But in late 2017, the American College of Cardiology and the American Heart Association released new guidelines for blood pressure that mean millions of Americans are now classified as having high blood pressure.
To understand what the new guidelines mean, it’s important to first understand what the two different numbers represent. The top (or first) number is the systolic pressure, and indicates the maximum pressure your heart exerts while beating. The bottom (or second) number is the diastolic pressure, and indicates the amount of pressure in your arteries between heart beats. Keeping both numbers in the normal and healthy range can help reduce your risk for a multitude of serious issues, including heart disease, stroke, kidney disease, aneurysms, eye damage, sexual dysfunction and more.
The new guidelines, which reflect years of data that indicate the importance of blood pressure on your overall health are as follows:
- Normal blood pressure: 120/80 or lower
- Elevated blood pressure: Systolic blood pressure between 120-129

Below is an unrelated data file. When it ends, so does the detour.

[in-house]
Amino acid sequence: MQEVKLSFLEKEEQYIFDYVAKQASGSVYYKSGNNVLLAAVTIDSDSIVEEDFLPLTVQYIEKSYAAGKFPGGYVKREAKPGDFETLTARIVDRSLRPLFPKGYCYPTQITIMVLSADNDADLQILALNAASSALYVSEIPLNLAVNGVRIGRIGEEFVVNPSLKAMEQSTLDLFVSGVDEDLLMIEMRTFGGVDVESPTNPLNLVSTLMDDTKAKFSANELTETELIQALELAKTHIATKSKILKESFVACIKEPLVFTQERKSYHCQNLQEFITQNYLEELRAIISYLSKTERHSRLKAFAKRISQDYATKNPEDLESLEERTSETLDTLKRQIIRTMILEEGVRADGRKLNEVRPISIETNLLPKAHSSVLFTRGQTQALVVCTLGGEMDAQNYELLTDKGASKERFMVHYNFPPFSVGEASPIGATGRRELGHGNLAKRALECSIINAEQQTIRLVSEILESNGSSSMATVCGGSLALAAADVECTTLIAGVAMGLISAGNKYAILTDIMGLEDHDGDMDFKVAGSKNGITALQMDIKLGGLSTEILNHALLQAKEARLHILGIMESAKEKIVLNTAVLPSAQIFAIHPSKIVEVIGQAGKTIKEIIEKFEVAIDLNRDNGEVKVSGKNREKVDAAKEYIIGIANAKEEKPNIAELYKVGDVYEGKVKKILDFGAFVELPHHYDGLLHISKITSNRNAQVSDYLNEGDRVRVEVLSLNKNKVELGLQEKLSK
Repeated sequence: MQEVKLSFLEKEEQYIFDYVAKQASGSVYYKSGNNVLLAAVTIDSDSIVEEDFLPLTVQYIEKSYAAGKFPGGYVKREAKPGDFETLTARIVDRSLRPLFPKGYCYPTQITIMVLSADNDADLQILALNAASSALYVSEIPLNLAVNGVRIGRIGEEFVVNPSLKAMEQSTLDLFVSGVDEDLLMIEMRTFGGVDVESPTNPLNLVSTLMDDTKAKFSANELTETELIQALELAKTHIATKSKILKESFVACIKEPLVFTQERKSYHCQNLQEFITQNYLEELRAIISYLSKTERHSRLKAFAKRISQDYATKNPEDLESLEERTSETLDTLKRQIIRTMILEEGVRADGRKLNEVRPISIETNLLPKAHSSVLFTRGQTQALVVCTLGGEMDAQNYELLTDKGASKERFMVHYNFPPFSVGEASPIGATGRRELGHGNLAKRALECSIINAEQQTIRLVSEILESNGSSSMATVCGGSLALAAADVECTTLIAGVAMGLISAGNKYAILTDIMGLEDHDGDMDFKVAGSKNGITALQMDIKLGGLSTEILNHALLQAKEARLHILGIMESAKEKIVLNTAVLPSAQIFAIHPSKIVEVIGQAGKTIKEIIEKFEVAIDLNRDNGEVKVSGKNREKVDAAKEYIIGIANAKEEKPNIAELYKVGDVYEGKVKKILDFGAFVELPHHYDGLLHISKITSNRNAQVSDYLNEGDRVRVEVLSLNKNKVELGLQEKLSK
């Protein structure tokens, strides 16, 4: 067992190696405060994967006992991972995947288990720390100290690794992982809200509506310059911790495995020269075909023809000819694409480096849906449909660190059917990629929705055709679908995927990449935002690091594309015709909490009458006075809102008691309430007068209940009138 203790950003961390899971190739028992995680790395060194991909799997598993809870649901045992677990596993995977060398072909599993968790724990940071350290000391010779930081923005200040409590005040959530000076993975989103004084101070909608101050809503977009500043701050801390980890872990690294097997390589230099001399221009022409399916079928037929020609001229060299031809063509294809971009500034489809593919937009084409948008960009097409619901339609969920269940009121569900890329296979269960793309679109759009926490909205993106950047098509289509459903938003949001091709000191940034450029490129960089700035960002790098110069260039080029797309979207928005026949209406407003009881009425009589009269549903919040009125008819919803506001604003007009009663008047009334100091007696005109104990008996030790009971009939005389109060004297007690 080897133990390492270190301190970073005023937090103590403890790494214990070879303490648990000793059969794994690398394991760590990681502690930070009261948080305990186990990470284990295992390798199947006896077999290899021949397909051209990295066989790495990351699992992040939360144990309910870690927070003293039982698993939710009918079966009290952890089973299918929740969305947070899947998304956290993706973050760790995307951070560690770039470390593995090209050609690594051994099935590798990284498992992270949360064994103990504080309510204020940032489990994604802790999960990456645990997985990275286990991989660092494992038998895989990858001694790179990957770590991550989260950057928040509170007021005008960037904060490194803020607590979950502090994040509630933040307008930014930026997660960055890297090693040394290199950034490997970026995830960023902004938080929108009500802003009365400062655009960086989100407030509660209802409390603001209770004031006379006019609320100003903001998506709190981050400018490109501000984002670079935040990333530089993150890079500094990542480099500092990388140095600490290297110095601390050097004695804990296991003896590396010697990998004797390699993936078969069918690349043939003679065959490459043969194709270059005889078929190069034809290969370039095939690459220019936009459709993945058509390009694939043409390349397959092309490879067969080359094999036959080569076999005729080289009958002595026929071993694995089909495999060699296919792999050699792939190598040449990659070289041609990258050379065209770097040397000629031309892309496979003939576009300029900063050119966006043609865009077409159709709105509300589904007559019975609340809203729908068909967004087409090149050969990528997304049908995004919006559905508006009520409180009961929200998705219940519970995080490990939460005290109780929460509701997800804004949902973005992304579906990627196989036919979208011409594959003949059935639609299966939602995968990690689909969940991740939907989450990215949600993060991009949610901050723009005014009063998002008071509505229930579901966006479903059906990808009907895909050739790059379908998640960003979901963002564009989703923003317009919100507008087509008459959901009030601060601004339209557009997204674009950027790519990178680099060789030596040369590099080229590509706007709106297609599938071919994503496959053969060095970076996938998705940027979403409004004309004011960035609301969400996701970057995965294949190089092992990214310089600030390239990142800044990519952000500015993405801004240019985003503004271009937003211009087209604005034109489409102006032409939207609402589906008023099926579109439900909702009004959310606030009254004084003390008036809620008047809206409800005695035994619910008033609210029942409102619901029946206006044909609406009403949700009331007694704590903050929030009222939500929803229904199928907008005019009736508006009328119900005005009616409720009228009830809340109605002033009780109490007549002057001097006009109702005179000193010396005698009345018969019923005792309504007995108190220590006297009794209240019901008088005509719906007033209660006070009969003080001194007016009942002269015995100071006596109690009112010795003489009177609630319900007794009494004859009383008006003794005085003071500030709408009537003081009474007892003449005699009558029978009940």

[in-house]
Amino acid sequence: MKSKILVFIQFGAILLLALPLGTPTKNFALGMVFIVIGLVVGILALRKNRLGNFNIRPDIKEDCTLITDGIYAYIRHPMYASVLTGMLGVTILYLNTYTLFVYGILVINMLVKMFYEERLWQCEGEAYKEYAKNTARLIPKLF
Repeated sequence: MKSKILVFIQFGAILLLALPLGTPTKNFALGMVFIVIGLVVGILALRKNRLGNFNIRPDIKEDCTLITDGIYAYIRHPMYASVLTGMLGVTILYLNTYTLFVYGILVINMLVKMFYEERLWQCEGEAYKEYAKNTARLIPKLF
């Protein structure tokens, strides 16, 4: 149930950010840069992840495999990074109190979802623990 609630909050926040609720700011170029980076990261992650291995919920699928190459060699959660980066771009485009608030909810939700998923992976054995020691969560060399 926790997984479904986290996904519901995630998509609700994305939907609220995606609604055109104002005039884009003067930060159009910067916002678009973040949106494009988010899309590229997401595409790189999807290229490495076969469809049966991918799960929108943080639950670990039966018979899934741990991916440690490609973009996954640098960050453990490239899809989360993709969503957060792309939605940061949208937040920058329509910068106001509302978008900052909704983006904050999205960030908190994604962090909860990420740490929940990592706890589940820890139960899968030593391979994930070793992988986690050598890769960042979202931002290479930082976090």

- Stage 1 high blood pressure: A systolic number from 130-139 OR a diastolic number from 80-89
- Stage 2 high blood pressure: A systolic number of 140 or higher or a diastolic number of 90 or higher
It’s also important to remember that blood pressure guidelines are the same for all adults; high blood pressure is not a normal part of aging and should be treated appropriately at any age.
If your blood pressure is higher than the normal range according to the new guidelines, talk to your doctor. If your blood pressure is in the elevated range, you may be able to manage it with diet and lifestyle changes, such as eating more fruits and vegetables, reducing your consumption of bad fats and sodium, increasing your level of activity and losing weight if necessary. But if you have high blood pressure — which is diagnosed if your pressure measures in the high range on two separate readings — your doctor will likely recommend medication in addition to lifestyle changes to bring it under control.
The important thing is to be aware of the new guidelines, and take immediate steps to help ensure that your blood pressure doesn't damage your health.
This article first appeared in the May 2019 edition of the HealthPerks newsletter.